Talking with singers: Erin WallInterview
On November 7 and 9 with the Toronto Symphony Orchestra, Canadian soprano Erin Wall brings one of her signature roles - Massenet’s Thaïs - to the stage of Roy Thomson Hall. Thaïs, the 1893 opera about a courtesan’s pursuit of love in all its forms, places high demands on any soprano who takes on its title role. It’s a rare thing to hear on the opera stage, and rarer still in Canada.
We spoke with Wall about Thaïs, the woman and the challenging operatic role:
What kind of woman is Thaïs? What are some common misconceptions about her character?
She’s a courtesan and a performer - Massenet lists her as a comedienne. On a deeper level, when we meet her in the opera, she’s exercising her power and her charm over the men in the cast, but underneath her shiny exterior, she’s very unhappy - she’s bored with her existence and knows that as she ages, her beauty will fade and she won’t be able to carry on as she has been. She’s feeling the passage of time and her own mortality, something I think we can all identify with as we age.
Basically, it just requires a lot of range, and several secure Cs and Ds.
As far as misconceptions go, I don’t think that many people are familiar enough with this opera to have them, as it is so rarely performed. I have heard that people find her “instant” conversion to Christianity a little hard to swallow - for me, reading the source material (Anatole France’s novel) cleared this up. In the novel, you learn that Thaïs grew up unloved and abused, and was actually baptised a Christian after learning about the faith from a slave who worked for her family. It’s something that’s been in the back of her mind, and Athanael comes to convert her at a time when she’s really unhappy and longing for change.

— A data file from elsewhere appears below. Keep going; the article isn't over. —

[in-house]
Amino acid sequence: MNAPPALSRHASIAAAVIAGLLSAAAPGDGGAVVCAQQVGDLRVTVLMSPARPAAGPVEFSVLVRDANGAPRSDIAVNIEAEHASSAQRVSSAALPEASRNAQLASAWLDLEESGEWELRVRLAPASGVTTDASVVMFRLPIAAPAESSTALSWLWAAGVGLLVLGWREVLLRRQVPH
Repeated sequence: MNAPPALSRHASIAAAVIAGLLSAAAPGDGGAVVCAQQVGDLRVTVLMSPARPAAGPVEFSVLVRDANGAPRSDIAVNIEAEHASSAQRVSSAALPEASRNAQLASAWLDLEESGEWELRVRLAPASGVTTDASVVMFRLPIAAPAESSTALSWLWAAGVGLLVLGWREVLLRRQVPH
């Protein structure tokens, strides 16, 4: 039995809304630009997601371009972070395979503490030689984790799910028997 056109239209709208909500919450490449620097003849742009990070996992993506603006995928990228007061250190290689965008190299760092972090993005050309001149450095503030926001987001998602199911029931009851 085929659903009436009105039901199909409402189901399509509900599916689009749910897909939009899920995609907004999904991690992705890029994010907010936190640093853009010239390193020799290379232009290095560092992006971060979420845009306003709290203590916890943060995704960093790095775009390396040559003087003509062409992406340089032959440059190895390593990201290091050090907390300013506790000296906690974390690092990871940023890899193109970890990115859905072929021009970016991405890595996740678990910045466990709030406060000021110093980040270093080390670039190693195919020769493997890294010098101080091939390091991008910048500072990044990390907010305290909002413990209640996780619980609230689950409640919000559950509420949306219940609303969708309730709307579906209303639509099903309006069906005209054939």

What do you think makes the role of Thaïs notoriously difficult?
It’s fairly extreme in its demands, and Massenet saved some of the hardest writing for the very end - the duet which closes the opera builds to two high Ds! It requires the singer to finesse a pianissimo one minute, and then have a huge fortissimo outburst over full orchestra the next! Basically, it just requires a lot of range, and several secure Cs and Ds.
There’s also very little time offstage once the role begins - although she doesn’t appear until halfway through the second scene of the opera, once she’s onstage, she’s there almost constantly for the rest of the opera.
As a singer and storyteller, how does your job change with an in-concert production?
It really depends on how much staging is possible. Since we’re recording these performances in Toronto for a CD release, we are limited in the amount of staging and interacting we can do in the concerts - too much movement means that we won’t capture the best sound. If we turn our heads to sing to each other, the microphones will lose the full sound of our voices. In contrast, in two weeks I’m doing concerts of Peter Grimes where we are almost fully staged in the small amount of space we have.
Maybe the point is that neither idea of love is enough on its own.
Ultimately, what it means for Thaïs in Toronto is that all the acting and expression will be done with my face and hands, and most importantly, with my voice - although that shouldn’t change too much from opera house to concert stage anyway! We have to have confidence that the music will tell the story well!
What does this opera have to say about big topics like faith, love, and lust?
It’s interesting - Thaïs tells Athanaël from the start that denying his lust is impossible, and as it turns out, she ends up being right. That said, this opera also points out that for Thaïs, the pleasures of the flesh ultimately aren’t enough, and she is drawn inexorably towards the promises of the Christian faith - eternal life and the all-powerful love of God.
Athanaël, the ultimate religious fanatic, does exactly what he sets out to do - convert a sinful woman to Christianity - but this very act is his undoing, and he ultimately succumbs to human love. So ultimately, maybe the point is that neither idea of love is enough on its own, and humans will long for a connection with the divine, but also for connection with each other.